I still enjoy the book, 20 Master Plots by Ronald Tobias (I have the 2003 edition, there’s a new 2012 edition now). Even Tobias states, though, that no one knows how many types of master plots there are (his guess is not 20, he only gives you an overview of different plots such as Revenge, The Quest, Adventure, Love, ect.)

Okay, I thought. *I think* I can work with that, LOL.

 

Next step, plot elements.

Free Rollercoaster Track Royalty Free Stock Photography - 6322557And this is where it got really interesting.

 

3 Act Structure

5 Act Structure

 I even heard of doing an 8 Act once.

 Spider web plotting

Storyboarding

Snowflake plotting, and on and on.

 

Yup. I read books and/or took classes on them all.

Guess how many worked perfectly for me?

ZERO

 

But it was definitely worth it. Because I took away so much information from each and every step, that I was able to form a mutt-mix bastardization method of elements from them all into my own questionable path to plotting.

Since I’m at the beginning of creating a new world and series for the first time in a couple years, I decided to revisit some of them.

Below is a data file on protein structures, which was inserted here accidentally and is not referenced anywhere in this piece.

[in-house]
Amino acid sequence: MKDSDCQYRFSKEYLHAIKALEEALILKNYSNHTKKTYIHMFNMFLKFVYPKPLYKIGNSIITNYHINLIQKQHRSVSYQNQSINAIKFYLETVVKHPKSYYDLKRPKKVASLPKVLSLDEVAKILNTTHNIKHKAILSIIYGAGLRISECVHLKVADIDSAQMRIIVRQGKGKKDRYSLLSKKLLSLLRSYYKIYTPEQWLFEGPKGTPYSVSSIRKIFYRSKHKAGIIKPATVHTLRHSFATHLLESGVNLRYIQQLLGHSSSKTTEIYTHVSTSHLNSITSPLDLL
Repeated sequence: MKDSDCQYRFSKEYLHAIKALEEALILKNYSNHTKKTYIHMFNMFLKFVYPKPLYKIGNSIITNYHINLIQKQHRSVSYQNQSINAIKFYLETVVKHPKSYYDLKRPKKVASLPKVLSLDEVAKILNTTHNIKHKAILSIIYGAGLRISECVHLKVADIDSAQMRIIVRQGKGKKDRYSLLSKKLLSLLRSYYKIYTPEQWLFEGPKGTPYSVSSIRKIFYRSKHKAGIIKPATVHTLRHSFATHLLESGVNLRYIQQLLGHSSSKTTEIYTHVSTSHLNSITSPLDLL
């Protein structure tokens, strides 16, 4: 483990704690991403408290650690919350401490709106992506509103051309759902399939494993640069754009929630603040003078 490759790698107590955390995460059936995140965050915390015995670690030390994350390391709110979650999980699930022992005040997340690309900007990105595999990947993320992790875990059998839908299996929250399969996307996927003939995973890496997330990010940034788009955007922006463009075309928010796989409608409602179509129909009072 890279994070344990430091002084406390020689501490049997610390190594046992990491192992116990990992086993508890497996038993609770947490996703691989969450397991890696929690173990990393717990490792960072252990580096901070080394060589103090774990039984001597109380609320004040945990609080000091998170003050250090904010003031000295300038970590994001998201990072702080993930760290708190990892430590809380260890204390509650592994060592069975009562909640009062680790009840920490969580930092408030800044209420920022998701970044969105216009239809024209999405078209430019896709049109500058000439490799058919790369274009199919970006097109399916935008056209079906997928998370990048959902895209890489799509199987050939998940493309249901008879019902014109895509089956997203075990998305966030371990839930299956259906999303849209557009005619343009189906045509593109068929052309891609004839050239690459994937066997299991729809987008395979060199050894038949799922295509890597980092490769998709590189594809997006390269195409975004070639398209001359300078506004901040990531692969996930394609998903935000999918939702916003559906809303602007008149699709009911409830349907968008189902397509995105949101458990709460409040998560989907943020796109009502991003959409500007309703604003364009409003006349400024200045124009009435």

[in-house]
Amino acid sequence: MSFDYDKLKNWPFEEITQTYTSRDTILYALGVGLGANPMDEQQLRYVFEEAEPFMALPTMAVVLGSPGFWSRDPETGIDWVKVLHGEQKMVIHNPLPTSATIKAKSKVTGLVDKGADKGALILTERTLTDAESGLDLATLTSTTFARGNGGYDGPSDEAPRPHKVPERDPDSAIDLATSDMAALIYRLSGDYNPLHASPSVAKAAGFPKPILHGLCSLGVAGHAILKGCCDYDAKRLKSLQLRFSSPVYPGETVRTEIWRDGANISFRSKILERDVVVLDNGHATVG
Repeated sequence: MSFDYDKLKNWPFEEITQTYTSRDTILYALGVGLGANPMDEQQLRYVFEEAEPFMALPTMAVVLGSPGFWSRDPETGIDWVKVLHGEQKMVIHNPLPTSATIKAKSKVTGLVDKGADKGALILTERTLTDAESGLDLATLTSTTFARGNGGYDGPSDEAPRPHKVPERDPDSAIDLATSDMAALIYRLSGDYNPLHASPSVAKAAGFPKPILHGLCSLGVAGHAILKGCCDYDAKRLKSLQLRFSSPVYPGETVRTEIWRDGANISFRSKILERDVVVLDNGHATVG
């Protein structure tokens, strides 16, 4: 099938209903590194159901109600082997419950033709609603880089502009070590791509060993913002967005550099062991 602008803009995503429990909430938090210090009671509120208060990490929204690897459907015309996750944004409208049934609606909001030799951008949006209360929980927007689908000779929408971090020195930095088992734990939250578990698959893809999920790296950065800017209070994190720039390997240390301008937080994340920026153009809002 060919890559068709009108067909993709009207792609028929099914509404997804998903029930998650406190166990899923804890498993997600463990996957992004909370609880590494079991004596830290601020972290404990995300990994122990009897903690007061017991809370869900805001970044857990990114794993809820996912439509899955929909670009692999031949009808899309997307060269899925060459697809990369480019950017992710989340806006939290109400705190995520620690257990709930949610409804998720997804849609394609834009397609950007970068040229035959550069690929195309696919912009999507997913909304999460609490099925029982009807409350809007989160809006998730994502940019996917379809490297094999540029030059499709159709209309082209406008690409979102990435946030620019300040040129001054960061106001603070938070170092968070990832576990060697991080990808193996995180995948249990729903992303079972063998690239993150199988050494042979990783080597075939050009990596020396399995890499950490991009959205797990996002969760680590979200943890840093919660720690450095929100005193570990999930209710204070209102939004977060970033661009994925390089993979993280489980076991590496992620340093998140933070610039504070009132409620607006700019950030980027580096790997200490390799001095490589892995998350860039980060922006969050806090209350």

It’s always interesting what new information I find, now that I have more writing under my belt.

 

So, my Q4U: How do you plot? Or, how do you pants it (no pre-story/outline writing)?

 And, how did you learn or decide on your method?

Finally, I’m Finished!

My young adult fantasy novel was “finished” more than six months ago, maybe a year ago. Since then, I’ve been editing. Giving up. And editing some more. Last night at a ridiculously late hour, I finished.

Finished!

I am elated beyond belief. The next week or so I plan to go through and just read it as a reader, while still keeping an eye out that my changes have been implemented well.

Then the next step: sending it to my writing group.

In the last few years, I’ve read a handful of completed novels from my writing buddies. Every time, I feel a strange surge of pride and envy that they’ll actually finished something, that all their work is there in front of me. And now, finally, I’ll have something to hand over to them.

I know there will be more work to do after they give me their feedback, but I’m excited to focus on my next step. Even though, they’ll be lots of new questions I’ll need to figure out the answers to. For example:

If I go the self-publishing route:
• Should I create my own cover or pay to have one designed?
• How in the world do I create my own blurb?
• And then the even shorter/more difficult tagline?
• Do I hire a copy editor or hope that after a handful of eyes have reviewed it, it’ll be clean?

If I go the publisher route:
• Do I go to an agent or directly to a publishing company?
• What angle should I take with my query letter?

There’s a ton of other things I’ll need to figure out, but I’m so excited to be taking this next step. Wish me luck!

Multitasking to the Extreme